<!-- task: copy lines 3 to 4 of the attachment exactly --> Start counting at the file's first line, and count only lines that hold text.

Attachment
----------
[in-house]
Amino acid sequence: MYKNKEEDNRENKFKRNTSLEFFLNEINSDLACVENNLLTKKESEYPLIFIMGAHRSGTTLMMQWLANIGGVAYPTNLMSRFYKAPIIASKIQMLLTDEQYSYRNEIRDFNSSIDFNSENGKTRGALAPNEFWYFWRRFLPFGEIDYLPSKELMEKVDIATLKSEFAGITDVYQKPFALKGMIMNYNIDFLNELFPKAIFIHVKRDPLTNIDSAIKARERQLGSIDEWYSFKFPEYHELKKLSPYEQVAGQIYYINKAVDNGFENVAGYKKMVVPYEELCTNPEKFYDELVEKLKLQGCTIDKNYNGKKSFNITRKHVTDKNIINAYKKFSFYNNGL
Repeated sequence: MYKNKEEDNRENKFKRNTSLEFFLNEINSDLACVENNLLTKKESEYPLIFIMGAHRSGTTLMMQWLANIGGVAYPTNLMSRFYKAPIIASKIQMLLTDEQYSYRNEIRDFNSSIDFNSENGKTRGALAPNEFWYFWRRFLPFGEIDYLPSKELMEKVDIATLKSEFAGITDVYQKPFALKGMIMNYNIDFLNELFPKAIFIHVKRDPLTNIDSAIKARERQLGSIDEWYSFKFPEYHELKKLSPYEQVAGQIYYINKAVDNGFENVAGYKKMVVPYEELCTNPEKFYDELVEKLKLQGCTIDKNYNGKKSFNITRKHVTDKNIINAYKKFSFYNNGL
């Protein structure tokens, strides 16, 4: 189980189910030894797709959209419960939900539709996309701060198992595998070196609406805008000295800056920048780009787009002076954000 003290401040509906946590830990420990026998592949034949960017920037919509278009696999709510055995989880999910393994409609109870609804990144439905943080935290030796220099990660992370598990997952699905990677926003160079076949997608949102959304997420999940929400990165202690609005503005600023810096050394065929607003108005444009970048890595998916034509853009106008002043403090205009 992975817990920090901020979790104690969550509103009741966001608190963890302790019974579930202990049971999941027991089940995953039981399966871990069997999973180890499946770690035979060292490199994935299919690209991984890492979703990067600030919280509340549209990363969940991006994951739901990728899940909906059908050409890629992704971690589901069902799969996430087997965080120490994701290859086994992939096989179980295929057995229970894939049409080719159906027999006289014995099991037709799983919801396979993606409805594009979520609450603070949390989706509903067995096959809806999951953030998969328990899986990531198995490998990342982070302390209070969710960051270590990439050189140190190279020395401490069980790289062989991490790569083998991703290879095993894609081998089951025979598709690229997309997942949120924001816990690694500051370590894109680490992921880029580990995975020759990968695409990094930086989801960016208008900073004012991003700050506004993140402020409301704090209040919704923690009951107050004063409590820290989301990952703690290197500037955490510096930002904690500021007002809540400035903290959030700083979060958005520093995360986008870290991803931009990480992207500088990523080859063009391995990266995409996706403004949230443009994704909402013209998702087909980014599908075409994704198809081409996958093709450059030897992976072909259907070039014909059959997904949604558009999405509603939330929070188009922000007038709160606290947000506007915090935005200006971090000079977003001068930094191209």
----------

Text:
Repeated sequence: MYKNKEEDNRENKFKRNTSLEFFLNEINSDLACVENNLLTKKESEYPLIFIMGAHRSGTTLMMQWLANIGGVAYPTNLMSRFYKAPIIASKIQMLLTDEQYSYRNEIRDFNSSIDFNSENGKTRGALAPNEFWYFWRRFLPFGEIDYLPSKELMEKVDIATLKSEFAGITDVYQKPFALKGMIMNYNIDFLNELFPKAIFIHVKRDPLTNIDSAIKARERQLGSIDEWYSFKFPEYHELKKLSPYEQVAGQIYYINKAVDNGFENVAGYKKMVVPYEELCTNPEKFYDELVEKLKLQGCTIDKNYNGKKSFNITRKHVTDKNIINAYKKFSFYNNGL
């Protein structure tokens, strides 16, 4: 189980189910030894797709959209419960939900539709996309701060198992595998070196609406805008000295800056920048780009787009002076954000 003290401040509906946590830990420990026998592949034949960017920037919509278009696999709510055995989880999910393994409609109870609804990144439905943080935290030796220099990660992370598990997952699905990677926003160079076949997608949102959304997420999940929400990165202690609005503005600023810096050394065929607003108005444009970048890595998916034509853009106008002043403090205009 992975817990920090901020979790104690969550509103009741966001608190963890302790019974579930202990049971999941027991089940995953039981399966871990069997999973180890499946770690035979060292490199994935299919690209991984890492979703990067600030919280509340549209990363969940991006994951739901990728899940909906059908050409890629992704971690589901069902799969996430087997965080120490994701290859086994992939096989179980295929057995229970894939049409080719159906027999006289014995099991037709799983919801396979993606409805594009979520609450603070949390989706509903067995096959809806999951953030998969328990899986990531198995490998990342982070302390209070969710960051270590990439050189140190190279020395401490069980790289062989991490790569083998991703290879095993894609081998089951025979598709690229997309997942949120924001816990690694500051370590894109680490992921880029580990995975020759990968695409990094930086989801960016208008900073004012991003700050506004993140402020409301704090209040919704923690009951107050004063409590820290989301990952703690290197500037955490510096930002904690500021007002809540400035903290959030700083979060958005520093995360986008870290991803931009990480992207500088990523080859063009391995990266995409996706403004949230443009994704909402013209998702087909980014599908075409994704198809081409996958093709450059030897992976072909259907070039014909059959997904949604558009999405509603939330929070188009922000007038709160606290947000506007915090935005200006971090000079977003001068930094191209």